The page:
The Lake Michigan Angler is a great site to get all the information you need to get fly fishing in Michigan, including reports, local guides, where to fish, etc. 

Louisiana

It’s a bit like Florida, but without the beaches, and for some people, this may just be enough to sway them. It is a humid, marshy, salty state that boasts a rich fishing heritage and some of the finest saltwater fly fishing in the United States. 

The coastal marshes are an absolute must fish when visiting Louisiana. It is here that you will be able to fish for such species as black drum that can grow to up 60lbs, redfish up to 60lbs and more, and alligator gar that can grow as long as 6ft.

It is the redfish fishing that is attracting the bulk of the interest in Louisiana. Fly fishing for these has taken off in a big way in recent years, and it’s easy to see why. 

Redfish are aggressive on the fly and likely to have you down to your backing line before you can blink.

Redfish, which are sometimes known as a red drum, can grow to be massive; 50 to 60lbs is not unheard of, and the record tipped the scale 94lbs!

Most of the fishing for these is done from flats boats, so if you are heading down to Louisiana, then it’s worth hiring a boat or getting in tow with a good guide, of which there are plenty. Try Marsh on the Fly for starters. They are always willing to offer advice and have an outstanding guiding service. 

Best Fly Fishing in Ohio

Ohio

Wait, hear me out. Ohio might not be one of the first names that come to mind when thinking of the best fly fishing states. But Ohio has great fly fishing

You might think of Ohio as flat and mostly devoid of top-quality fly fishing, but Ohio can boast over 50,000 lakes, and over 2,000 of these are of a pretty decent size. 

On top of that, it has over 60 fishable rivers and streams. This alone is enough to attract any angler but added to that because the Ohio Department of Natural Resources adds healthy stocks of yearling brown trout each season. What you get is a bit of a hidden gem of a state. 

Then, of course, there is the Ohio River. If you want to give those poor brown trout a break, then the Ohio River can offer you a vast range of species that will come to the fly, including smallmouth, largemouth, and hybrid bass, sauger, walleye, and giant catfish. 

Or if you fancy a spot of urban fishing for some fighting fit Manistee Steelheads, why not fish the Rocky River in the center of downtown Cleveland. And then, of course, there is always Lake Erie. This massive body of water is excellent for doing a spot of bass angling. 

Naturally, with a body of water this size, a guide would help get you straight to the hotspots. Mad River Outfitters can kit you out and get you fishing all in one stop.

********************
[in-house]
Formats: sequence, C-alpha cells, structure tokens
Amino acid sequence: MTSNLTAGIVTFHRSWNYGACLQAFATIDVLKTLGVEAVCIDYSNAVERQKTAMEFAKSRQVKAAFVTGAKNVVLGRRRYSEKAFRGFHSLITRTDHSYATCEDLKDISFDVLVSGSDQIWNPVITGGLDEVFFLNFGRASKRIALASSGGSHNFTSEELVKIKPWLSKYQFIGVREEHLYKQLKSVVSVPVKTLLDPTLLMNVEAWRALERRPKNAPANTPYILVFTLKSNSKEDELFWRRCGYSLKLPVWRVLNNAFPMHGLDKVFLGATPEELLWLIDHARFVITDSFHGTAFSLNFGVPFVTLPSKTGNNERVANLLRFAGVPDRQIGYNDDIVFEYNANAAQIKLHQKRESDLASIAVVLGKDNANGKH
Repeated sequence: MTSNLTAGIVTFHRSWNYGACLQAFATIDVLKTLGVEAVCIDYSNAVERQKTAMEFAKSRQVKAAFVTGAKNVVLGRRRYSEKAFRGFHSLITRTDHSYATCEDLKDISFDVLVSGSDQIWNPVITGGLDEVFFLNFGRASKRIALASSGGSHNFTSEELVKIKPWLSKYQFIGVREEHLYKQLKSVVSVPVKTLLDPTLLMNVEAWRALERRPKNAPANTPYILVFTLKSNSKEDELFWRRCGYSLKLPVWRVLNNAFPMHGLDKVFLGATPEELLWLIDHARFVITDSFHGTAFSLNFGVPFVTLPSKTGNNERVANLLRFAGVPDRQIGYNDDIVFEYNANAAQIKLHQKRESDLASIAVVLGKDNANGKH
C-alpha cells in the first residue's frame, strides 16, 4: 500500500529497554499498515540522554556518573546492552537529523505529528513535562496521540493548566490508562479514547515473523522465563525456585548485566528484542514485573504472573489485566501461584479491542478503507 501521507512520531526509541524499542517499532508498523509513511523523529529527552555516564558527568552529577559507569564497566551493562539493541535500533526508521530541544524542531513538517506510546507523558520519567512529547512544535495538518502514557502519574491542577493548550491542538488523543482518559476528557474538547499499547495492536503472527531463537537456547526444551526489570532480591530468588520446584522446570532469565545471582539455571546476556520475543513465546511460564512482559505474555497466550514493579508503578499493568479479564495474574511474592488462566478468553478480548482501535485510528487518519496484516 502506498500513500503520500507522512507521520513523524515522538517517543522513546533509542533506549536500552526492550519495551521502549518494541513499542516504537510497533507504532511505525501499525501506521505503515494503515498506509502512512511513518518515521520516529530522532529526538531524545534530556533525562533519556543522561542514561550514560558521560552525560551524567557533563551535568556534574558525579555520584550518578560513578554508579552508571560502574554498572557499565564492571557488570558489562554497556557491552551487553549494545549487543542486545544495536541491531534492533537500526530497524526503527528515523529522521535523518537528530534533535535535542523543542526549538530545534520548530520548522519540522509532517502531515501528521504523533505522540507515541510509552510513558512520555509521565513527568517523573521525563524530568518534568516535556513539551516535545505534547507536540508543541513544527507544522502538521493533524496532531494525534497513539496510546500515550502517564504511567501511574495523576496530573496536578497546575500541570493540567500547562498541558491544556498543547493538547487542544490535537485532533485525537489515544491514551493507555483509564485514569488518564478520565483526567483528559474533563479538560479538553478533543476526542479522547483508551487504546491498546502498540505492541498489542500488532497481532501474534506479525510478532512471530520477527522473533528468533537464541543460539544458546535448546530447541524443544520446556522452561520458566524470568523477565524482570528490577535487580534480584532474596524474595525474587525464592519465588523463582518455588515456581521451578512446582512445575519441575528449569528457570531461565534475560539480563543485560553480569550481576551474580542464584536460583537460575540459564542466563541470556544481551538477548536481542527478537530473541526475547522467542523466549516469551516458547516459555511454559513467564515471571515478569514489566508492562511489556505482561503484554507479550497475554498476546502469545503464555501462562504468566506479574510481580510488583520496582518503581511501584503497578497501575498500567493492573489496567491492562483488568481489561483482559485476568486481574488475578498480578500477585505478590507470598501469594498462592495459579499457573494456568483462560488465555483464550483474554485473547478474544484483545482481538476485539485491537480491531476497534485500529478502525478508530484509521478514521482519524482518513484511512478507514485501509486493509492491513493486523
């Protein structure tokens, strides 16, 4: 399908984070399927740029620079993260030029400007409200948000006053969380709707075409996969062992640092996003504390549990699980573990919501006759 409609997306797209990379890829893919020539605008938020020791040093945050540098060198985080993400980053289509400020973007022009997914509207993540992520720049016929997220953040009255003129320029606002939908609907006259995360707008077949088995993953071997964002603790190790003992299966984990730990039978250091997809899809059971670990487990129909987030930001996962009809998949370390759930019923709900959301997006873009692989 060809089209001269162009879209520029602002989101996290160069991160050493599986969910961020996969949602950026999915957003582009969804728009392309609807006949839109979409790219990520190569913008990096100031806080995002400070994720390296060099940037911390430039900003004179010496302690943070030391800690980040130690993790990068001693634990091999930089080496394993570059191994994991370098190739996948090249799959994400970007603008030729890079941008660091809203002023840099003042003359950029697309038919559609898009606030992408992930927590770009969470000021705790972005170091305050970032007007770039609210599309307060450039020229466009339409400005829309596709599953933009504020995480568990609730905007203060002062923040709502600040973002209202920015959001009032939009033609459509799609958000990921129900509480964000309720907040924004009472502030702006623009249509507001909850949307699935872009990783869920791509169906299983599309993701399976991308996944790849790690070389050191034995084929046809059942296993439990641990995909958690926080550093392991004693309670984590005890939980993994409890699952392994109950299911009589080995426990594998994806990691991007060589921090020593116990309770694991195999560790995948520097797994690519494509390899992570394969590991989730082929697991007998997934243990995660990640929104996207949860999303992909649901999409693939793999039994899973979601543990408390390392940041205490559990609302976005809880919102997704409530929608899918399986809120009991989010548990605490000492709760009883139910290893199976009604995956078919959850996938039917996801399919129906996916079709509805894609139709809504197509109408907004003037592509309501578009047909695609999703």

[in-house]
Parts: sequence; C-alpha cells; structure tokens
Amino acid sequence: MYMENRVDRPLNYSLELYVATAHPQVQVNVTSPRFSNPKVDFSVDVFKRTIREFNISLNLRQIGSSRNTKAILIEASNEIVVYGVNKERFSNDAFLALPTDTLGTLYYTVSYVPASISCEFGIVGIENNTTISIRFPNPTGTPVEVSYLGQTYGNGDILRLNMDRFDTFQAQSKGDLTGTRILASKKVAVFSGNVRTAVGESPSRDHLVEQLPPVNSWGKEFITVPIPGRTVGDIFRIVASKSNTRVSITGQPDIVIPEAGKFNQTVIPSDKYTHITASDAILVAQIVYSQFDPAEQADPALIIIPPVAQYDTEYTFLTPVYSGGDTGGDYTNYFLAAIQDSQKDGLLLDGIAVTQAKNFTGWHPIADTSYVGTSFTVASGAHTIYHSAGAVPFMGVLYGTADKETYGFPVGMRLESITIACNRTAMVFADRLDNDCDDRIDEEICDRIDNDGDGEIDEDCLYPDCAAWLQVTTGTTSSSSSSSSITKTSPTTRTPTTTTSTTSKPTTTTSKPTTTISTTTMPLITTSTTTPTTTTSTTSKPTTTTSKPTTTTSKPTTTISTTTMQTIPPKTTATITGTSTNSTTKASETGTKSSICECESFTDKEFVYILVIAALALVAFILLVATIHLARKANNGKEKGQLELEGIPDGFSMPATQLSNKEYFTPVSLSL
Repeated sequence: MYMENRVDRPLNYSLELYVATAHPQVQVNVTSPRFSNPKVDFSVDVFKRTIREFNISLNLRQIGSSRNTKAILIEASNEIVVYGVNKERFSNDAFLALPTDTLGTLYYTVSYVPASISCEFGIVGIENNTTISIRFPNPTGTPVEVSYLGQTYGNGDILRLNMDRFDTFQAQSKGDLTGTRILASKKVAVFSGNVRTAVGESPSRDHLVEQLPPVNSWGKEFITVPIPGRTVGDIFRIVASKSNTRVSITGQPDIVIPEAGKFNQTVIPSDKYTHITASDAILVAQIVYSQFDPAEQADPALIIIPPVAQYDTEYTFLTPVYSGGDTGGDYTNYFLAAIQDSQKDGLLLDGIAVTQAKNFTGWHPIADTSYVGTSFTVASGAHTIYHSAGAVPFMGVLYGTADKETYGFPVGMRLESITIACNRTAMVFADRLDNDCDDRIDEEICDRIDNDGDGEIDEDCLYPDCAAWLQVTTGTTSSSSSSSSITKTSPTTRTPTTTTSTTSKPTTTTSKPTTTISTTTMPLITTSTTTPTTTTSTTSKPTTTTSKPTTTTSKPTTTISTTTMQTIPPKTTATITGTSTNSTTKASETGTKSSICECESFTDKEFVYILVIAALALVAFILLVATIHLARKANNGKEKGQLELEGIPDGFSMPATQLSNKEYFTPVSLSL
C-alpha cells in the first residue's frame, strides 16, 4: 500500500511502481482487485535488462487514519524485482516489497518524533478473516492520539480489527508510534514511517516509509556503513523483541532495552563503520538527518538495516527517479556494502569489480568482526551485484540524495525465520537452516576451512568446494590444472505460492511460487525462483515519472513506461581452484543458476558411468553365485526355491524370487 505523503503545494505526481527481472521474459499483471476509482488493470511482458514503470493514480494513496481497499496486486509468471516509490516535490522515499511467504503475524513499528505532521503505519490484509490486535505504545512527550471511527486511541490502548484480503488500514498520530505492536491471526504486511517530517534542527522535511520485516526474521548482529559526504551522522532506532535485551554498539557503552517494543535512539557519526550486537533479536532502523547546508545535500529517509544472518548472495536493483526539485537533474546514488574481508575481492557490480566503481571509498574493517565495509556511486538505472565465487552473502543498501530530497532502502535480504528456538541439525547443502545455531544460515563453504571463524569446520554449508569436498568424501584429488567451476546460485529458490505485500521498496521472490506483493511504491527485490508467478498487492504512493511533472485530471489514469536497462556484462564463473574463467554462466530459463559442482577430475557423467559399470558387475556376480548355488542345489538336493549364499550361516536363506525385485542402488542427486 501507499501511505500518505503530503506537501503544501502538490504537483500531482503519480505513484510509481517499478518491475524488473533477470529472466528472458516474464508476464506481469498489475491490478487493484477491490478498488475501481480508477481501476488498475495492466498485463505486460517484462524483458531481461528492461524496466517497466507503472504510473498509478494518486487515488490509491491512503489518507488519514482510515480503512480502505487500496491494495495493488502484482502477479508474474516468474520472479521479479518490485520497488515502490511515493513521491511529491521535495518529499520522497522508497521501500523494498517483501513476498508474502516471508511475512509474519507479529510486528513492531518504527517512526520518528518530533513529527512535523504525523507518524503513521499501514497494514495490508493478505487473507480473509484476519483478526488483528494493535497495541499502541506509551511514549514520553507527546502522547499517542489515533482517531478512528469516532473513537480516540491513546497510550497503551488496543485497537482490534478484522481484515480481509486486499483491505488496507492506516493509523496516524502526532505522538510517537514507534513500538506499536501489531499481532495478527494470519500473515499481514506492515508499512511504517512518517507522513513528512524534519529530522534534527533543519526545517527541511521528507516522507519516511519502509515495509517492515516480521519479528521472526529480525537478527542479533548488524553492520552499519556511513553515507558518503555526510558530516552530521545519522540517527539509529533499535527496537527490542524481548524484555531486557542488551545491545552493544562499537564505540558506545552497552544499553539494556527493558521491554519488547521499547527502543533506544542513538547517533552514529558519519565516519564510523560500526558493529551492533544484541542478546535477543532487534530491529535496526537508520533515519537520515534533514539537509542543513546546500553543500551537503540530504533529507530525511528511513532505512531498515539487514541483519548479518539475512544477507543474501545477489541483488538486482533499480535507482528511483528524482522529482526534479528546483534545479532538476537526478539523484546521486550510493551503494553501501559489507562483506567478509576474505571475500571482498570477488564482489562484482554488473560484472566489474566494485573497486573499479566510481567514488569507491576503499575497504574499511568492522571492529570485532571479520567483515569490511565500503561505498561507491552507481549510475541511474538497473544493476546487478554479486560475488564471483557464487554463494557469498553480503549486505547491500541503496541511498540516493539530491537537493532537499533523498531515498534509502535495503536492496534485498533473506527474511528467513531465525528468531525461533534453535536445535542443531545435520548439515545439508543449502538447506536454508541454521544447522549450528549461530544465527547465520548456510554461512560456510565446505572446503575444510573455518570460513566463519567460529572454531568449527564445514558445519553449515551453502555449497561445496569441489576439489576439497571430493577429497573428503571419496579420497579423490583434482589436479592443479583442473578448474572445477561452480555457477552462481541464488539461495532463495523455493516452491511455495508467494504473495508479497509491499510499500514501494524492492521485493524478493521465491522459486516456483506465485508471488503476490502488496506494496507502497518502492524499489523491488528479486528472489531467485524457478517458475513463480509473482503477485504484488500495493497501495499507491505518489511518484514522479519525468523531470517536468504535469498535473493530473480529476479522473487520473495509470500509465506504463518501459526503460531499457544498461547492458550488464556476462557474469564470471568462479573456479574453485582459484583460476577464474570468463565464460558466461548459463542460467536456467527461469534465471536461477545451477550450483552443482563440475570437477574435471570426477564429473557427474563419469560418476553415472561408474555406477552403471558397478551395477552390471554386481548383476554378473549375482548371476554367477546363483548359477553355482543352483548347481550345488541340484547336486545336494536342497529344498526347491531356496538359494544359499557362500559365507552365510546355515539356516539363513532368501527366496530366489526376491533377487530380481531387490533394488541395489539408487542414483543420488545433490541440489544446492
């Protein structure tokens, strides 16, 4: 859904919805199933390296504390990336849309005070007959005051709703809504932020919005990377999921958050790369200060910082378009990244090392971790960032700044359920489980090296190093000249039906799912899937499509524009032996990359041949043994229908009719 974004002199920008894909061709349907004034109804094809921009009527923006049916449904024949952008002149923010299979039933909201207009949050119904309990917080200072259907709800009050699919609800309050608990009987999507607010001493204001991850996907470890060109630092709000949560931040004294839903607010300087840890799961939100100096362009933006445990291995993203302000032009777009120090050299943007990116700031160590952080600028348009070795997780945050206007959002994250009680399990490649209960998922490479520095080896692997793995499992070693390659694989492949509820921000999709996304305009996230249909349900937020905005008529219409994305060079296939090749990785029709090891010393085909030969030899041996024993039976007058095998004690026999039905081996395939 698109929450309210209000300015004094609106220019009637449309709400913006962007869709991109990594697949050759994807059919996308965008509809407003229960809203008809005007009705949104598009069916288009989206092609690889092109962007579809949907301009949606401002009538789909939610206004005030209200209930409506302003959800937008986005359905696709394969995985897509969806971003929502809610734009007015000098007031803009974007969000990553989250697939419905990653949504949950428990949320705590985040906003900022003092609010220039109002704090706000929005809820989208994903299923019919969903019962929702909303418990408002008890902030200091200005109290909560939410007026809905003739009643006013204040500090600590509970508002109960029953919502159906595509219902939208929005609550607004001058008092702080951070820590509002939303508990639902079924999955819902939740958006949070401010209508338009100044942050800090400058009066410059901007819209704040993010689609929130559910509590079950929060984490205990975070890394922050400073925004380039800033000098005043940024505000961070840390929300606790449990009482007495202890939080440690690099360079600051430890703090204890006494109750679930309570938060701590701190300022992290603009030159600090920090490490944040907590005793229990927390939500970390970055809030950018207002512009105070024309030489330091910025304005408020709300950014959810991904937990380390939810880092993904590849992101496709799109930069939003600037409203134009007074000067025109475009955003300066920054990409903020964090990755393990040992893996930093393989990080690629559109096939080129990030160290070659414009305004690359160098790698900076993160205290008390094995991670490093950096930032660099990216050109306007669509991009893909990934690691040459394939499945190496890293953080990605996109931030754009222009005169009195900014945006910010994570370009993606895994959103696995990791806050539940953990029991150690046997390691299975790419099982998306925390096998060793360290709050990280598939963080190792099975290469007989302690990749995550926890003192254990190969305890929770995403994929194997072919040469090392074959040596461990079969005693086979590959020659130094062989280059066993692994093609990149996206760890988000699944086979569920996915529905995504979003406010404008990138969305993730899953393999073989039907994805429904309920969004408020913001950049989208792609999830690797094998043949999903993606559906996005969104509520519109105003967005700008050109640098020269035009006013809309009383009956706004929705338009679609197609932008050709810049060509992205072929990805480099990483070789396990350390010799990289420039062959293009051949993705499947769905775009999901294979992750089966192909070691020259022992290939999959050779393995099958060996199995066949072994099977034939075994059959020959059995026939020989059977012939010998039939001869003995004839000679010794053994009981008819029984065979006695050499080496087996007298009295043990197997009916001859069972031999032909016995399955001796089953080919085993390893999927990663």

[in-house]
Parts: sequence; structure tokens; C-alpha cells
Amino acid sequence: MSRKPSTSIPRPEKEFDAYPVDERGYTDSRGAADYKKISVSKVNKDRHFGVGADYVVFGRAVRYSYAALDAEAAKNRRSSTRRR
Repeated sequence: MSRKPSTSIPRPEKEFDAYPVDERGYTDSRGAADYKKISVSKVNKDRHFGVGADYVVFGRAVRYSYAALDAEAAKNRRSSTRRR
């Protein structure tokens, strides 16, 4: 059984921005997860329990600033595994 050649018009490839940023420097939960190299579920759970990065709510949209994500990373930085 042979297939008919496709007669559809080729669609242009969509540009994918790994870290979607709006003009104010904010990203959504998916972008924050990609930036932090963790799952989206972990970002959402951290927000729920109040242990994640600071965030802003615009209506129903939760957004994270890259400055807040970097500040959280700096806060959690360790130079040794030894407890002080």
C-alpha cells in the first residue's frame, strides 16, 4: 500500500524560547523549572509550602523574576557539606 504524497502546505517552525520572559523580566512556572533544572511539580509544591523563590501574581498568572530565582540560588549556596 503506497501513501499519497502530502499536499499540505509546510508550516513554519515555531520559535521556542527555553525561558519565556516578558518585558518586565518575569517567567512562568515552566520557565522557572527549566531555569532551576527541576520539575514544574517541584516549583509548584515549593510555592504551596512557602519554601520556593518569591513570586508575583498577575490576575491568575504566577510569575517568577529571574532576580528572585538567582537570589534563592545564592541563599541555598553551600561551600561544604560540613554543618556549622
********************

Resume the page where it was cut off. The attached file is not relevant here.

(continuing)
Idaho

The first interesting (well interesting for anglers) fact that Idaho throws your way is that it is the only landlocked state in western America where you will be able to catch salmon and steelhead. 

While there is good fishing to be had throughout the state, east Idaho seems to be the fly fishing magnet. They are generally drawn here by the fantastic fishing available on the South Fork’s hallowed waters of the Snake River and Henry’s Fork of the Snake River. 

These two rivers are famed throughout the angling community in Idaho and further afield too! 

You can hook into some ferocious rainbow and lively brown trout by fly fishing here. There is barely a water system in the land to match it. 

Then there is Yellowstone National Park. Although the park section that crosses into Idaho isn’t as rugged as that of the Montana and Wyoming sections, it still has some of the best fishing rivers in the country. 

Just a word of warning, some of the best fishing in the park involves a bit of a hike, and sightings of some of Yellowstone Park’s famed wildlife are common, including bears and elk. 

As with any fishing trip, particularly when it involves a hike, it is better to get yourself a guide, and there are loads of excellent, helpful, and friendly guides to choose from in the state. There is a good selection of renowned fly fishing guides in Idaho available here

Conclusion

You can’t please everybody all of the time, and yes, we know we’ve missed some cracking states of the list. But that is part of the problem writing an article like this about the US. There is barely a state that doesn’t have a rightful claim to make the list. 

So, to New York, Maine, Oregon, Pennsylvania, Texas, and every other state that feels like they should be on the list, I can only offer humble apologies. You’re probably right. 

Whatever state you live in, I wish you all tight lines.